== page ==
Representatives of the member universities are the best link between all levels. That’s
why ESU believes that the ESU Conference of the student bodies of the European
alliances of higher education institutions can be used as a tool for the Student
Representatives to disseminate these guidelines and good practices and to advance
democratic student representation in those Alliances where improvements are
Furthermore, ESU underlines that education must remain the core principle of the
Alliances, and that the other purposes, including political ones, must be balanced
with the right to education and transnational cooperation fostered by the Alliances.
Student representation at national level
The existence of the Alliances is not relevant only for the Alliances themselves, but for
the national Higher Education systems as a whole. As such, all the stakeholders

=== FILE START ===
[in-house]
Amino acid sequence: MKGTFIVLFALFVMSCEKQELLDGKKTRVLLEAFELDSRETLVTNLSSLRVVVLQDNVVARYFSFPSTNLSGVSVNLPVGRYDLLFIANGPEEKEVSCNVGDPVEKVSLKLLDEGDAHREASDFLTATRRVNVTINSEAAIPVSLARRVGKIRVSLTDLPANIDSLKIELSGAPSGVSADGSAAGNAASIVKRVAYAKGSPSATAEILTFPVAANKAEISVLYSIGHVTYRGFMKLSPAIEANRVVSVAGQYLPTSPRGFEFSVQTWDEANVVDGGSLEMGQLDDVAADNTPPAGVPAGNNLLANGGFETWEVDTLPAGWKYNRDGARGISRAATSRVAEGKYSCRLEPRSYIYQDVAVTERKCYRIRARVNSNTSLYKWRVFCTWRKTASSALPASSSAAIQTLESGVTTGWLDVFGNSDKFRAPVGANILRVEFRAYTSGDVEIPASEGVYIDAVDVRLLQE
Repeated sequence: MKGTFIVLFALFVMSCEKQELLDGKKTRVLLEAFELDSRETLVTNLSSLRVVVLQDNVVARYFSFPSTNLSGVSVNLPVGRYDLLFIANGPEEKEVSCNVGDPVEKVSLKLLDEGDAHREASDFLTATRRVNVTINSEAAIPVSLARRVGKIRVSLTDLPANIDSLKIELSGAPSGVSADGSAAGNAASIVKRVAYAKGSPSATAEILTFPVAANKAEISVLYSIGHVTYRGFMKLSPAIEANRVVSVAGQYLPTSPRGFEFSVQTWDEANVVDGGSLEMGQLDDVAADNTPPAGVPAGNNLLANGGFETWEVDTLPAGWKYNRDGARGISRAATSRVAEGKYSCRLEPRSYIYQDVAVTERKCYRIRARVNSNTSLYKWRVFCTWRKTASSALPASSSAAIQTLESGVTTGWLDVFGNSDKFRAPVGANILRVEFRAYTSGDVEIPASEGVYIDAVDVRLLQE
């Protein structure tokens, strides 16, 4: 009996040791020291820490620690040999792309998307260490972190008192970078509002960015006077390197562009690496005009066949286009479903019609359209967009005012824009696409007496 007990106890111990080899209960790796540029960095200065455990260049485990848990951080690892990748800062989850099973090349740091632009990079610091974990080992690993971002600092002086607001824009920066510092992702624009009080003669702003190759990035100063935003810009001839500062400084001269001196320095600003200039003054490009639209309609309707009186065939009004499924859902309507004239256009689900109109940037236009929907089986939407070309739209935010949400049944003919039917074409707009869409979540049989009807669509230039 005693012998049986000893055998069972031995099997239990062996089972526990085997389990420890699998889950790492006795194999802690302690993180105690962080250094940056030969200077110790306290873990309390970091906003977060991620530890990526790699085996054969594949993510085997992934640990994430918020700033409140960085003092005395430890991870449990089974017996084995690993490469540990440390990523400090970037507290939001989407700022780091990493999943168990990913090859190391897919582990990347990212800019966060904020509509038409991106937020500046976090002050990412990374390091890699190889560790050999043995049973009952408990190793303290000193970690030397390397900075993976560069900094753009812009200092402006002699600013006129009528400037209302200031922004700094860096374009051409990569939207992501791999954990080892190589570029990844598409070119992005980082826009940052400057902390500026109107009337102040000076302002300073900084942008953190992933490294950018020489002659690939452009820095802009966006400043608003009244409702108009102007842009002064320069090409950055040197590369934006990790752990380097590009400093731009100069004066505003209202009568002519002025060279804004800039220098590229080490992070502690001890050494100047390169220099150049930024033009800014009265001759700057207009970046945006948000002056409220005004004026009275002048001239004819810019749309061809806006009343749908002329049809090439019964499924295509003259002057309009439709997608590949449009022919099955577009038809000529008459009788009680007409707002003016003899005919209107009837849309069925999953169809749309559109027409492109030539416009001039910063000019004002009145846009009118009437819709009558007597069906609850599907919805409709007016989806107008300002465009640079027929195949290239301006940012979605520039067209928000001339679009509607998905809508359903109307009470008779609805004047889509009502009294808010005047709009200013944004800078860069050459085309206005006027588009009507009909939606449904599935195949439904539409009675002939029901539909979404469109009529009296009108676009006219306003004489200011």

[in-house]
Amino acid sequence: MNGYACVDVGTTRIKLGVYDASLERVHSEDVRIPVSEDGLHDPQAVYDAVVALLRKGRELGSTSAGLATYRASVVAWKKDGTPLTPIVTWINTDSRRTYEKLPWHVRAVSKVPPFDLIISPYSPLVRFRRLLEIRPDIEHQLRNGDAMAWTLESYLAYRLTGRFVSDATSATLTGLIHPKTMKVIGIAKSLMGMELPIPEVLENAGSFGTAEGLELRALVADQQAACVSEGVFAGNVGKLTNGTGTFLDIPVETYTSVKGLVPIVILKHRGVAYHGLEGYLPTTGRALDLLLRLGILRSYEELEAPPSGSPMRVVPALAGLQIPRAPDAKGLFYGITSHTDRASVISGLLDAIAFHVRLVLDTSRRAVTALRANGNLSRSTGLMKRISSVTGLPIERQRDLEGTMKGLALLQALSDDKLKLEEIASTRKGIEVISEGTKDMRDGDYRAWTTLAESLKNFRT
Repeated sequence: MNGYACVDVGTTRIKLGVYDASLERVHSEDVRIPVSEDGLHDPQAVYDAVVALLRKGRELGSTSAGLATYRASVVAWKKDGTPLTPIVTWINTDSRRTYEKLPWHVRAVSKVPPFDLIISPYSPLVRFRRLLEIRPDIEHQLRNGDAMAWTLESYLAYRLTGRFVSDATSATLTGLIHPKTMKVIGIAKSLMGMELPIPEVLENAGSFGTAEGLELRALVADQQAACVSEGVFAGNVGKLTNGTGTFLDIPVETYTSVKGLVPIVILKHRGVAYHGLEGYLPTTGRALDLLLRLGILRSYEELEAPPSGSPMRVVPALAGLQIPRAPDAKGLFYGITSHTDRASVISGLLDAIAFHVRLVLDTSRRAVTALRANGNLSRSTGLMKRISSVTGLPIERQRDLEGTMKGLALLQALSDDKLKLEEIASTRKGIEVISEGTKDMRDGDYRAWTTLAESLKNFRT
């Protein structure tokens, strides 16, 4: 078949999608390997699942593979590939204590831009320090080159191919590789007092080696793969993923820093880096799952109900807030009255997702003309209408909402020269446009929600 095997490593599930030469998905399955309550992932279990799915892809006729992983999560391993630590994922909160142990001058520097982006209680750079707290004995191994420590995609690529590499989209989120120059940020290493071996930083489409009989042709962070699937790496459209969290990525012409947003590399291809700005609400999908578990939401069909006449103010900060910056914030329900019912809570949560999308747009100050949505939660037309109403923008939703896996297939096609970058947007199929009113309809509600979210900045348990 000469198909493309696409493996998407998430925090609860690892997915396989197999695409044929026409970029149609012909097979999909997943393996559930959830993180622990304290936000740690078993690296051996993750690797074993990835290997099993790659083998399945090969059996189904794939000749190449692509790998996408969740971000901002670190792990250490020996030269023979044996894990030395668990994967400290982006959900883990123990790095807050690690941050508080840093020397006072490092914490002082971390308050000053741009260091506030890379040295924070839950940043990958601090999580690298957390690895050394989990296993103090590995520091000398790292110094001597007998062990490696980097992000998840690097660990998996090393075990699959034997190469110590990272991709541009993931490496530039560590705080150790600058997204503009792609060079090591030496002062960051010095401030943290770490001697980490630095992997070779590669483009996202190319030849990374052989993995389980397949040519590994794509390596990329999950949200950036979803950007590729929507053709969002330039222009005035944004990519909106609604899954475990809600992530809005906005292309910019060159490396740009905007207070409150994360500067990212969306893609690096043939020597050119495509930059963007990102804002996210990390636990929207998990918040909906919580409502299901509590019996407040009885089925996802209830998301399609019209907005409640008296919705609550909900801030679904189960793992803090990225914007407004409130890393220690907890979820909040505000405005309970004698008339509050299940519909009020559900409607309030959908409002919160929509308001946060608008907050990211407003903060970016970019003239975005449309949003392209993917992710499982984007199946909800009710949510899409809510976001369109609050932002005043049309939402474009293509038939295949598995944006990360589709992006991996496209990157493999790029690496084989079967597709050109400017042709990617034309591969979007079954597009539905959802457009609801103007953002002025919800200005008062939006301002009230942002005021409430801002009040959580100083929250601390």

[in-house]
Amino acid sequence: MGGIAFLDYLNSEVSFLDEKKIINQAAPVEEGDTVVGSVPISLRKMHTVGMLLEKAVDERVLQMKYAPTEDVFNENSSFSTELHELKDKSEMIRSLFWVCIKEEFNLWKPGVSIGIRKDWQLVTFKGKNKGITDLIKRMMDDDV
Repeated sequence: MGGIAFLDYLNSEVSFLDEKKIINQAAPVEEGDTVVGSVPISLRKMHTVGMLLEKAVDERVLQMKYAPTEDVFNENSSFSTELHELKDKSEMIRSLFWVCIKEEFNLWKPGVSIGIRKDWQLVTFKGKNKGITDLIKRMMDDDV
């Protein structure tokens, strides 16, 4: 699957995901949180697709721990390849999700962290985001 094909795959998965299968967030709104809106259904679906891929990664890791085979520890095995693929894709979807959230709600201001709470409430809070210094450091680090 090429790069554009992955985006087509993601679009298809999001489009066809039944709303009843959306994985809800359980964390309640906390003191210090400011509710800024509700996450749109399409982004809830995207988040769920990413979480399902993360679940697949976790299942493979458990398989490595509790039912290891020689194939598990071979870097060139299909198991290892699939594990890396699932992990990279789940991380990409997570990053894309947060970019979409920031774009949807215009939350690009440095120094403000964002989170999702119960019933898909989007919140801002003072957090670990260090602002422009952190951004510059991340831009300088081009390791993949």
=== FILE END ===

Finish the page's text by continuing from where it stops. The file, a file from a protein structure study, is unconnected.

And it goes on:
should be involved in the discussions about the strategic direction of a country for the
European universities, including National Unions of Students, as the only legitimate
stakeholder in terms of representing all the students at national level.
Furthermore, framework agreements between Rectors’ conferences, governments or
national university organisations on the one side, and national unions of students on
the other side could be explored to mandate the involvement of the student unions in
the student representation at the Alliance level for all the HEIs from that country.
Student representation within the Quality Assurance process for the European
The European Universities initiative is still in the process of kicking off and now the
legal statute initiative might also change the way to see Alliances. More and more
initiatives start their operations, but with that, the issue of the quality of the education
provision and the functioning of the alliances is also increasing in its relevance.
Initiatives at European level, such as the EUNIQ project, looks into how an external
Quality Assurance (QA) framework for Alliances could operate, yet many questions